There’s a few victory condition things too where you can still win the game, even if you’re getting your Boyz kicked all over the board. Just as long as you satisfy the card’s demand for the ‘Glory Points’ you get. That’s a bit Settlers of Catan or 7 Wonders for me, but both of those games are on my shelf at home, so I’m not gonna complain. There’s even a bit of Wiz-War in there, in that you roll initially to see which way the boards are facing to get a bit of a better strategic start. Can we tell I’ve got that one too? A friend was even nice enough to paint the game pieces in that for us as a gift.
HE DID have Ironskull’s Boyz! He even customed his a bit to be zombiefied versions of themselves. He says he’s got a themed deck for them based on the “Bouncer” or “Are you on da list?” deck. Happily, that’s a deck design that was mentioned in the article I read. So I’m not going in entirely blind. So yay! Beginner-friendly warband for me! We’re gonna arrange some time to do this sometime today.
So until we get a moment, this goes on hold for now…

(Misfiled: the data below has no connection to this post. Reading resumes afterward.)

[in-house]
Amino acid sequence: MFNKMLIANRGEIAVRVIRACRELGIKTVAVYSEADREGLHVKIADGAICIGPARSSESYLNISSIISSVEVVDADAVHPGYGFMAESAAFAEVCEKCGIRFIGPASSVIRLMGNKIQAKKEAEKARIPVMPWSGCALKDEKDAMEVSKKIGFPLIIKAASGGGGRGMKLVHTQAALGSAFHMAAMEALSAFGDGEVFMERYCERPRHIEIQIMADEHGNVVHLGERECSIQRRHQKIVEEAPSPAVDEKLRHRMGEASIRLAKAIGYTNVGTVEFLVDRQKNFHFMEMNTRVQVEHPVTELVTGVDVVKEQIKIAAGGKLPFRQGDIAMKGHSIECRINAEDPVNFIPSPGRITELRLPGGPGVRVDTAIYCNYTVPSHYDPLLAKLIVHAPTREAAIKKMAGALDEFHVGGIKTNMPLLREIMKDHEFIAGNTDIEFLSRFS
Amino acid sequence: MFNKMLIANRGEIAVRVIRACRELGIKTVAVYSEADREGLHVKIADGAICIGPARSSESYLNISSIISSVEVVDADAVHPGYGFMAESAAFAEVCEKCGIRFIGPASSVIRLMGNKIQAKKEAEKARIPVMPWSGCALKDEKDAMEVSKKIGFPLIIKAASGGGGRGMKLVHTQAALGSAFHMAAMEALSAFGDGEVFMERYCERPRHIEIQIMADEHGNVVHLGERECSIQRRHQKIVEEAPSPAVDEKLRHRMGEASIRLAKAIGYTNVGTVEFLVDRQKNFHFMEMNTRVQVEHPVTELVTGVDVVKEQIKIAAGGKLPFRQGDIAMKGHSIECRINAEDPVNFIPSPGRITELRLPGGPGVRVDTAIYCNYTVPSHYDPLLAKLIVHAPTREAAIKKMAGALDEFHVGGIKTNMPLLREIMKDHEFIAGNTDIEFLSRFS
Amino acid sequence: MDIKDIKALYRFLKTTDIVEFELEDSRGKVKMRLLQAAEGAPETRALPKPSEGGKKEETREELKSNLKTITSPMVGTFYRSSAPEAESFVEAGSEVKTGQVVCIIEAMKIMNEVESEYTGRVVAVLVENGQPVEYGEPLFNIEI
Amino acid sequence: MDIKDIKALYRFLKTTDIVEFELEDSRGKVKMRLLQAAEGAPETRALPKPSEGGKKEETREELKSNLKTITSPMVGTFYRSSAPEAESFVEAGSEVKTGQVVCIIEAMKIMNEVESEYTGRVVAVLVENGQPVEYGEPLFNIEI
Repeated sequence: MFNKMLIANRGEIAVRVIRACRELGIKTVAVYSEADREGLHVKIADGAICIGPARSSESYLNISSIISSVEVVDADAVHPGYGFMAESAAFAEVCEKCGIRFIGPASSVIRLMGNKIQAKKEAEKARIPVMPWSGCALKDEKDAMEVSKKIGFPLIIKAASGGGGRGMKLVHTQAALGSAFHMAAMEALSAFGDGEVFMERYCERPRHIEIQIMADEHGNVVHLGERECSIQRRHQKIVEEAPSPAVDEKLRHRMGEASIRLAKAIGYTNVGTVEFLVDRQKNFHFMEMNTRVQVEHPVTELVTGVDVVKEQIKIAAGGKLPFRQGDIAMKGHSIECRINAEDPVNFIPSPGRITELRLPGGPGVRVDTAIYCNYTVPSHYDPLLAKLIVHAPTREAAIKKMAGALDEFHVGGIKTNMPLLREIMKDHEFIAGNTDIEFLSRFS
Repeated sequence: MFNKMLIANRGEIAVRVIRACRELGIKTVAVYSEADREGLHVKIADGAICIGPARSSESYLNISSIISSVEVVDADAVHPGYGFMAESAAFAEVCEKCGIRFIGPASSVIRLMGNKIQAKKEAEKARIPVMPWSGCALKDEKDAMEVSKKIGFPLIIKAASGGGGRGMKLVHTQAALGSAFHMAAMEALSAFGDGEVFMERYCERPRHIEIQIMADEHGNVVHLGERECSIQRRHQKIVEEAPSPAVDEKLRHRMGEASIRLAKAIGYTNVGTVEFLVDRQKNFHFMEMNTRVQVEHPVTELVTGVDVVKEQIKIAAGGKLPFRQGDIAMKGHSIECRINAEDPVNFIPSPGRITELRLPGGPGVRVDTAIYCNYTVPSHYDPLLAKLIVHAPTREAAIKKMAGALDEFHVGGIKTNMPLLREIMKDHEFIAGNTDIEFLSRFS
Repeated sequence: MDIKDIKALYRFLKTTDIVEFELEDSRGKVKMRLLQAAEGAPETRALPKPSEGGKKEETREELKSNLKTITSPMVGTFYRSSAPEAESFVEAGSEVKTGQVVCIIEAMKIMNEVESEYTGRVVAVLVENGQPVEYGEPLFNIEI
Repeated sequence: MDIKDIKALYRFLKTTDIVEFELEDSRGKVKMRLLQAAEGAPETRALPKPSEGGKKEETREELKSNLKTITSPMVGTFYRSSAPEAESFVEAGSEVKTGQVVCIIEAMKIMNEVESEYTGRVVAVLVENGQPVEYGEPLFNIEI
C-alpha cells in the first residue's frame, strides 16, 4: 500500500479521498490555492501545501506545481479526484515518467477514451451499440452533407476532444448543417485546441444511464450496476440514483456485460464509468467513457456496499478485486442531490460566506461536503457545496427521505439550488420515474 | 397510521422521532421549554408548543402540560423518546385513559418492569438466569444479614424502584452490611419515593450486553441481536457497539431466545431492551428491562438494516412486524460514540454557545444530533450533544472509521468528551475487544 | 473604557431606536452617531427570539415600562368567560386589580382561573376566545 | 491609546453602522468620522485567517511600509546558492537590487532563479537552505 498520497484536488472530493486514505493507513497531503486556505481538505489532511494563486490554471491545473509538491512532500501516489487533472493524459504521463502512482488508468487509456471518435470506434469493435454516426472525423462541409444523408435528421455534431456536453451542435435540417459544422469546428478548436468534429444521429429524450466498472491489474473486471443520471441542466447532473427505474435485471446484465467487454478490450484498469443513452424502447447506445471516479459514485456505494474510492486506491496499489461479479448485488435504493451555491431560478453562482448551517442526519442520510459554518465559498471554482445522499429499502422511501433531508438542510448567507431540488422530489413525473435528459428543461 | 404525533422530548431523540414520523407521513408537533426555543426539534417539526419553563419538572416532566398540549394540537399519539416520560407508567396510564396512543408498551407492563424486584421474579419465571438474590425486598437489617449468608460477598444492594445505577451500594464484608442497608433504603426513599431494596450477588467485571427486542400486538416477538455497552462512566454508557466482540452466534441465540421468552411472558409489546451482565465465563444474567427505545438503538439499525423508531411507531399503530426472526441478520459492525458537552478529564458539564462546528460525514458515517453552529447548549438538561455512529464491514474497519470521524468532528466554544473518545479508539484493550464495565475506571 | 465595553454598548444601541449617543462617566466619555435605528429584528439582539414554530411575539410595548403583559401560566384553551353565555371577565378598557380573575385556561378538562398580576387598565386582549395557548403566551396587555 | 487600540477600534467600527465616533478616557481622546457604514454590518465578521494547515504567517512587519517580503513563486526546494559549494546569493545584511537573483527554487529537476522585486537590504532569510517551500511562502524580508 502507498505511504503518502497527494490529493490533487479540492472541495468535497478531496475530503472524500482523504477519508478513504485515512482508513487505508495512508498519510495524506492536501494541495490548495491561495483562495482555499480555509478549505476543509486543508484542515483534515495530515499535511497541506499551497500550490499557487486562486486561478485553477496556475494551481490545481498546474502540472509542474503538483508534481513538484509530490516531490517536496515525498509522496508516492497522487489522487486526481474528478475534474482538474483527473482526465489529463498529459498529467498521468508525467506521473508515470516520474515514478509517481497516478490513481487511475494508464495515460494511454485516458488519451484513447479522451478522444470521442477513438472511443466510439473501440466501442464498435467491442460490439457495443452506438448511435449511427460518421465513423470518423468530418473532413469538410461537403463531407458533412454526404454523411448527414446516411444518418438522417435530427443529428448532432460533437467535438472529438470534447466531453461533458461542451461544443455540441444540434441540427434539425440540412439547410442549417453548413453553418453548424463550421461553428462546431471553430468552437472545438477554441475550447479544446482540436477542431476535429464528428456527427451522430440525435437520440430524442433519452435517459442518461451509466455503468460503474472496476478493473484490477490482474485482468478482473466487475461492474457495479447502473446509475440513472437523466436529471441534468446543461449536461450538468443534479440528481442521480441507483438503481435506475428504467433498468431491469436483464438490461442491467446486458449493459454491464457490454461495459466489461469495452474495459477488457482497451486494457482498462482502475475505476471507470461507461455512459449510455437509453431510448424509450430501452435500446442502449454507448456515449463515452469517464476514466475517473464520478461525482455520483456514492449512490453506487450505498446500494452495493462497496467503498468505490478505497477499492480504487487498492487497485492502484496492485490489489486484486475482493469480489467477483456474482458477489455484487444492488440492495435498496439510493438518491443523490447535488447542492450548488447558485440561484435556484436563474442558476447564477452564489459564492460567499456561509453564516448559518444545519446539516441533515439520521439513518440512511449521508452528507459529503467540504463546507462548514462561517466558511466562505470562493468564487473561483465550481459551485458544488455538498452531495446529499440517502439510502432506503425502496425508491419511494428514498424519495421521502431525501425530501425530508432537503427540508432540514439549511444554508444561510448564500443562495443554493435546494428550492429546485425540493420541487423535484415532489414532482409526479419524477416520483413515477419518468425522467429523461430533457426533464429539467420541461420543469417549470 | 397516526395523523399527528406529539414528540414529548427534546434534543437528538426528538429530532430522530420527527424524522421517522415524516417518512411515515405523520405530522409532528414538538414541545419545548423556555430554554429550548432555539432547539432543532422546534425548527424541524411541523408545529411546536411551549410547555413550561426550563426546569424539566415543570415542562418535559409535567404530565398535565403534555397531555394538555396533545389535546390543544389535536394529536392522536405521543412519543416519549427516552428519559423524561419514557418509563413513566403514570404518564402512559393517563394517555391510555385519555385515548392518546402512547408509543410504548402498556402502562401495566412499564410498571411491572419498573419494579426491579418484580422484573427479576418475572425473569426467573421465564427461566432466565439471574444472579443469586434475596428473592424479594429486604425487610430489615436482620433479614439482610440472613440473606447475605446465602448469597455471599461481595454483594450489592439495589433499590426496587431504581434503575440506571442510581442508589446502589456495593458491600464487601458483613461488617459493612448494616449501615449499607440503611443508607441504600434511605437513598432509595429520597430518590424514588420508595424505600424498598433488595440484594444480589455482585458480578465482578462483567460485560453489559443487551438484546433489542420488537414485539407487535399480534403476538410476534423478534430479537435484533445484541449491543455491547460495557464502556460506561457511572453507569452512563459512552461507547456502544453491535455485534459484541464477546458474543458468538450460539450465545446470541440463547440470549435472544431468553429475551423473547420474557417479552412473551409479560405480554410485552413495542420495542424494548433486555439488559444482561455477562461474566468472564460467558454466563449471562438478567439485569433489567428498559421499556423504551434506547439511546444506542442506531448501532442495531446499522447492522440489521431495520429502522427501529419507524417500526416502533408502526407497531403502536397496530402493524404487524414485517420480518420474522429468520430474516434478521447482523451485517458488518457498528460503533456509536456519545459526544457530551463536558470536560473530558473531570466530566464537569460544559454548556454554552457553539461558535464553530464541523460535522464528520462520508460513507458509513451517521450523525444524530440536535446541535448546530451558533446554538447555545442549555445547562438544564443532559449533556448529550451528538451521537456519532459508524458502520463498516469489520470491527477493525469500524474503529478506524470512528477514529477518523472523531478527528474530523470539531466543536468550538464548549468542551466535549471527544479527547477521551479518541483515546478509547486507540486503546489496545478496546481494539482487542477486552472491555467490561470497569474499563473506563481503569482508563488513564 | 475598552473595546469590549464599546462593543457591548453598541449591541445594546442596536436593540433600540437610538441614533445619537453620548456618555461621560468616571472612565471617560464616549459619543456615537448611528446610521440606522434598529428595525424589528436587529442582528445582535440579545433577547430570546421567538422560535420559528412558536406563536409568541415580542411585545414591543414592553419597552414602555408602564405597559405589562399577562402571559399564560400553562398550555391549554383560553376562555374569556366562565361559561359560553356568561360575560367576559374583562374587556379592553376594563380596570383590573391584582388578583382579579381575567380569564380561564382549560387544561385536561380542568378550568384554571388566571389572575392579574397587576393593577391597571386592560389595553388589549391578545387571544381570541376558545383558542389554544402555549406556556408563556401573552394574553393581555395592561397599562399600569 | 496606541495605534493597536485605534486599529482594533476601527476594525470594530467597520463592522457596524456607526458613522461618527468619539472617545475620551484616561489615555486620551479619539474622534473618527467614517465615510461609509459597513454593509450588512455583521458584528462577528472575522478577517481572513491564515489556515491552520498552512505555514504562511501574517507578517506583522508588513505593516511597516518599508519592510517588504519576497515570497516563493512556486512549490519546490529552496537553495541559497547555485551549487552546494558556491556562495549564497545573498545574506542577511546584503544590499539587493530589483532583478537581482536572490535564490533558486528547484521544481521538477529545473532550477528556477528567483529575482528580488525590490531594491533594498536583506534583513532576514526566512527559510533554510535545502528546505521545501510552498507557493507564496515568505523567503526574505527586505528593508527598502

Well, that could have gone better. I was right in that it felt a bit like a bloody-minded mash-up of several games I was already familiar with. The Card-Suspense of Risk or a deck-building card game. There was something of an element of Stratego to me, to be honest. There was the feel of a tabletop wargaming rig with all the hexmaps minus the headaches that come with facing. All in all, though, the reading I’d prepared myself with was okay, but didn’t prepare me for what was coming. Remember, kids. Cramming for a test doesn’t really teach you anything other than cramming doesn’t work in the end.
Hunter did a good job with your Noobness here. He didn’t go easy on me. And was patient with my trying to pick up the more necessary nuances. There’s a lot of balls to keep in the air here. And my inexperience with Warhammer really didn’t do me any favors.
To start with, there were a lot more objective cards than I anticipated. And many only seemed to grant their glory points, which you get for killing opponents units or completing an objective, at the end of the third round. (there are only the three.) So I was shedding cards to get others at the end of the first and second turns that really didn’t seem to be practical. Like ones that only scored you glory points if three people went down in a round. So trying to get an objective that I could score to start accumulating glory points went slowly for me at first. And if your opponent is accumulating them fast, and then using them to upgrade and inspire his units, then you can’t be slow like I was.